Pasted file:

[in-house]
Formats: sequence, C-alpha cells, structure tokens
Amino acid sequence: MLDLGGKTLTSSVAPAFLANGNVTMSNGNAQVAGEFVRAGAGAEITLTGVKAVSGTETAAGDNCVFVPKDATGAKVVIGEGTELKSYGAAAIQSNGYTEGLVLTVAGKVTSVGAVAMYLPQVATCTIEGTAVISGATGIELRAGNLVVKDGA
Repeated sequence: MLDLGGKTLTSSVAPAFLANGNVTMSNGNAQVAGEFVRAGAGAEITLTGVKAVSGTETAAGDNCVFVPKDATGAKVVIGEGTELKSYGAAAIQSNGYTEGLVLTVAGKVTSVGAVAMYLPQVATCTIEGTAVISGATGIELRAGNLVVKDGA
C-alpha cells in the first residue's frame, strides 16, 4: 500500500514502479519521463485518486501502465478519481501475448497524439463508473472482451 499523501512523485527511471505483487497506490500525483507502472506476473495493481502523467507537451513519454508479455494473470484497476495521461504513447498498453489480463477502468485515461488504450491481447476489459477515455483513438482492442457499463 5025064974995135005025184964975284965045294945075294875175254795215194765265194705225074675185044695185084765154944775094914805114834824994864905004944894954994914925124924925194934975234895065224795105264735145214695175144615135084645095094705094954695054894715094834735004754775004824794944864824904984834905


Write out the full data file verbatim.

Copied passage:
[in-house]
Formats: sequence, C-alpha cells, structure tokens
Amino acid sequence: MLDLGGKTLTSSVAPAFLANGNVTMSNGNAQVAGEFVRAGAGAEITLTGVKAVSGTETAAGDNCVFVPKDATGAKVVIGEGTELKSYGAAAIQSNGYTEGLVLTVAGKVTSVGAVAMYLPQVATCTIEGTAVISGATGIELRAGNLVVKDGA
Repeated sequence: MLDLGGKTLTSSVAPAFLANGNVTMSNGNAQVAGEFVRAGAGAEITLTGVKAVSGTETAAGDNCVFVPKDATGAKVVIGEGTELKSYGAAAIQSNGYTEGLVLTVAGKVTSVGAVAMYLPQVATCTIEGTAVISGATGIELRAGNLVVKDGA
C-alpha cells in the first residue's frame, strides 16, 4: 500500500514502479519521463485518486501502465478519481501475448497524439463508473472482451 499523501512523485527511471505483487497506490500525483507502472506476473495493481502523467507537451513519454508479455494473470484497476495521461504513447498498453489480463477502468485515461488504450491481447476489459477515455483513438482492442457499463 5025064974995135005025184964975284965045294945075294875175254795215194765265194705225074675185044695185084765154944775094914805114834824994864905004944894954994914925124924925194934975234895065224795105264735145214695175144615135084645095094705094954695054894715094834735004754775004824794944864824904984834905